Sara is the founding executive director of the Youth Development Resource Center in Detroit with responsibility for leading the vision, development, and management of the organization. Sara began her career working in afterschool and summer programs, as well as in youth mentoring and neighborhood development organizations in Kalamazoo and Ypsilanti. Sara holds a master’s degree and a doctorate in social policy from Brandeis University, focused on children, youth and families.

Sarah is working to write and present a proposal to the Michigan Afterschool Partnership leadership team on how to increase racial equity in the distribution of 21st CCLC funding in Michigan. The main questions of the policy and implementation analysis are whether children and communities of color across the state are receiving their equitable share of program funding and if not, what the barriers might be. The analysis will also include an examination of whether there are equity-focused performance measures at the state or federal levels for 21st CCLC programming and if not, suggestions for what those could look like in the future.

Roy Fowler

In October of 2020, Roy accepted the Assistant Director position at the Maine Roads to Quality Professional Development Network. Over the course of his 25-year career, Roy has held a wide range of positions, including early intervention specialist, classroom teacher, consultant, center director, state early intervention technical advisor, and state IDEA Part C Coordinator in diverse locations such as inner-city Cleveland, a U.S. Army base in Germany, a U.S Air Force base in the U.K., and rural Maine.

Roy is working to provide significant financial incentives for afterschool programs to participate in Maine’s Child Care Subside Program (CCSP), become fully licensed, and participate in the technical assistance included in completing the process. In Maine, a large number of afterschool programs do not participate in the state’s CCSP and, as a result, cannot access its many benefits to children, families, staff, and programs. Roy believes that increasing the number of afterschool programs that are subsidy providers will positively impact access to those programs, the quality of those programs, and ultimately, significantly benefit children, families, staff, and the program itself.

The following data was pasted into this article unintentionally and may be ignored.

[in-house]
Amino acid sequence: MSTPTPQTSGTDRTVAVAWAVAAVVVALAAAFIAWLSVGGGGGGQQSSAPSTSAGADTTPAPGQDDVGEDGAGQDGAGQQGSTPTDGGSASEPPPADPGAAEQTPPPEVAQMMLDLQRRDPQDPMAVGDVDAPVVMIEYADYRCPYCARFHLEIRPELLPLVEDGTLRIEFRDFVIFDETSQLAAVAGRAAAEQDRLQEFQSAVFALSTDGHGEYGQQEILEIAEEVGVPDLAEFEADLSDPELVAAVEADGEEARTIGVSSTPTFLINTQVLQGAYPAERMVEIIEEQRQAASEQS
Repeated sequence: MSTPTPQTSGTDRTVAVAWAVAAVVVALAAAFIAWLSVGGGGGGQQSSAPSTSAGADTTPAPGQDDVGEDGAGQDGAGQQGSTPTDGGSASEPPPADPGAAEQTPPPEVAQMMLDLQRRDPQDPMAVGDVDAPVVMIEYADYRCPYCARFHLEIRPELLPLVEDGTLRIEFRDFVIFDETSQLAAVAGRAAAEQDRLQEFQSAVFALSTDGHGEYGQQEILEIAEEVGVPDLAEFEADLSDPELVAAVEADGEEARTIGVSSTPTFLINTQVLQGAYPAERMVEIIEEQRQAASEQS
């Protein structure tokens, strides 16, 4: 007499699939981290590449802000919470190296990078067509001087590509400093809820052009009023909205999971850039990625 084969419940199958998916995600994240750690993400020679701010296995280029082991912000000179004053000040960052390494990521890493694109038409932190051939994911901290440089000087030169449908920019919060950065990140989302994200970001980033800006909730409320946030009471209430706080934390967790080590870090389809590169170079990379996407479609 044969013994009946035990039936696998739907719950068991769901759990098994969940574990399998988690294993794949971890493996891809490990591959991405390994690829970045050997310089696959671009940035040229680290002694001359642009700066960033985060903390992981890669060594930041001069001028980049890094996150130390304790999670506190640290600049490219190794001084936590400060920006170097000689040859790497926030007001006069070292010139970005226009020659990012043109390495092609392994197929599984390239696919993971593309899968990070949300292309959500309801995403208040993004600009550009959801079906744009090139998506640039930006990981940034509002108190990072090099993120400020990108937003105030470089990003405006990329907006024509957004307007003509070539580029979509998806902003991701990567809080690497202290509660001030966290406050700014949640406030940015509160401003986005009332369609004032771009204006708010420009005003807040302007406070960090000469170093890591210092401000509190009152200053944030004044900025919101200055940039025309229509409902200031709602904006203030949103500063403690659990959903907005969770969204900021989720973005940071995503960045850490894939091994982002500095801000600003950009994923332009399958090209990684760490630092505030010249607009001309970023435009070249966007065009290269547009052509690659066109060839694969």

Jonathan Helms

Jonathan is the Grant Development Director at the Boys & Girls Club of Cabarrus County located in Concord, North Carolina. Over the past ten years, Jonathan has dedicated his career to positive youth development in a range of programmatic and leadership management roles. He holds an M.S. in Youth Development Leadership from Clemson University.

Jonathan is working to acquire data to find inequities in the dispersion of North Carolina’s 21st CCLC funds. He will work with the network to utilize said data to ultimately ask for an increase in funding and develop more equitable, impartial awarding systems.

Paddy Kauhane

Paddy Kauhane is the President and Chief Executive Officer of Boys & Girls Club of Hawaii. Born in Honolulu, Paddy spent many years in British Columbia, Canada. She received her education from the British Columbia Institute of Technology and the Certified General Accountants Association. With over 35 years of experience in the non-profit sector, Paddy brings to BGCH a passion for service and a commitment to leaving the world a better place than she found it.

Paddy is working to create a formal inclusion statement that recognizes the value of, and need for, all afterschool organizations, school-based and non-school based. She would like to create direct opportunities for community-based OST organizations so that collectively the state of Hawaii may more effectively serve all children and teens.

Lindsay Macik

Lindsay Macik is the Director of Outreach and Engagement at the Texas Partnership for Out of School Time (TXPOST). Lindsay spent many years working in film publicity before transitioning into social impact and also brings that unique public relations background to her work. Lindsay graduated from New York University with a Bachelor of Music in Music Business.